Wednesday, April 1, 2009

Pasta Primavera - Do Hotel Chefs Know that "Primavera" Means Spring?

Pasta primavera is quite a straightforward recipe - spaghetti or fettuccine tossed with an array of fresh spring vegetables. When done right, this is one of the year's great seasonal recipes. This looks, smells, and tastes like a cool, sunny spring day.

The thing I can't figure out is how chefs, particularly one running large hotel kitchens, came to call any pasta with vegetables, "pasta primavera." If you order this dish in one of those establishments, you will probably get a plate of pasta, with a heavy cream sauce, some black bits of oxidized basil, and large, undercooked chunks of vegetables, usually of the summer and fall variety.

Unfortunately for many chefs, this recipe serves as a way to clean out the walk-in of past-their-prime vegetables (Mmm…old squash and bel
l peppers), instead of what it should be - a celebration for the return of fresh green veggies.You will see a great "chefs secret" in this video recipe for keeping the basil bright green. In fact, the second photo here shows the leftovers after 24 hours. They are still beautiful, and didn't turn that nasty grey-green-brown hue that affects leftover basil-based sauces.

I like to choose as many different green vegetables as I can get my hands on for this dish. I managed to include seven varieties, and could have added a few more without a problem. I'll admit, this one does take much more slicing and dicing than I usually subject you to, but the effort will be rewarded with a pasta worthy of its name. Enjoy!
 



Ingredients:
1/2 cup olive oil plus 2 tbsps
1 bunch green onions, chopped
1 large leek (dark green parts trimmed off and discarded), chopped, washed thoroughly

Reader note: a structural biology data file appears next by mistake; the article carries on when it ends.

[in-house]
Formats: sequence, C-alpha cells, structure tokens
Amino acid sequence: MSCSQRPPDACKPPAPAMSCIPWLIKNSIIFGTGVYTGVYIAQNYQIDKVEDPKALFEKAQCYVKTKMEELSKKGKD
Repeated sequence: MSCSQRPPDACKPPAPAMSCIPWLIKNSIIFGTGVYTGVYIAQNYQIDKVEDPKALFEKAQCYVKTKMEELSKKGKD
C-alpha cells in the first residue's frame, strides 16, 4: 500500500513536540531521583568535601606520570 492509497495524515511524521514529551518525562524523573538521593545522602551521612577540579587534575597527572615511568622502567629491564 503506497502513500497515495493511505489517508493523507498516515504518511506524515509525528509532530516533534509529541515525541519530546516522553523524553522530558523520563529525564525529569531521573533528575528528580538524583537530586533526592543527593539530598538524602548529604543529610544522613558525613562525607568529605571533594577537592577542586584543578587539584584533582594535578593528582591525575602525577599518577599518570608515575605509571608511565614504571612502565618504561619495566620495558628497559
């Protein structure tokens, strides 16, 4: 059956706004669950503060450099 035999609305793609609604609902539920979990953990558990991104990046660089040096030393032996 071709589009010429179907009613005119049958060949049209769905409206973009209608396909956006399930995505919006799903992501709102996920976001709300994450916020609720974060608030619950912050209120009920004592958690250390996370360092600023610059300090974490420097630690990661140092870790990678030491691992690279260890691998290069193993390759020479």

2 jalapeno, diced
1 bunch basil
3 cups chicken or vegetable broth
2 cloves garlic
2 green zucchini, diced
1/2 cup freshly shucked peas
1 cup sugar snap peas
1 bunch asparagus, stalks diced, tips left whole
1/2 cup Parmesan cheese, or as needed
salt and fresh ground black pepper to taste
1 pound fettuccine

41 comments:

Anonymous said...

Yes!

Kyle Young said...

"Don't be servin' stuff with schmutz on the edge."

By the way, John... still waitin' on that egg parm recipe you promised two years ago.

Thanks for bein' so hi-culin-arious.

granny said...

Lots of chopping but so worth it. Once you have everything chopped you can put it in the fridge. Always prep my veggies early in the day. Makes things go quickly when dinner time comes and everyone is hungry

Dan said...

This is a great Spring dish. I really wish I could get into the Spring spirit, unfortunately it's still in the 30's here, and it was snowing this morning. I hate Minnesota, you're so lucky to be living where you live, Chef John.
That's OK, I can still make this dish, I'll just have to buy vegetables from your neck of the woods ;)

PeggyO said...

LOL - I'm not surprised that the first video you make, after returning from your trip, required a lot of chopping! It's easy to see you really missed your sharp knives.

Asian Malaysian said...

I wish we had seasons here in Malaysia. Will still try the recipe once Im able to watch it. Vimeo vidoe clips always seem to be a case of touch and go in terms of loading/playing on my computer for some reason or other.

blogagog said...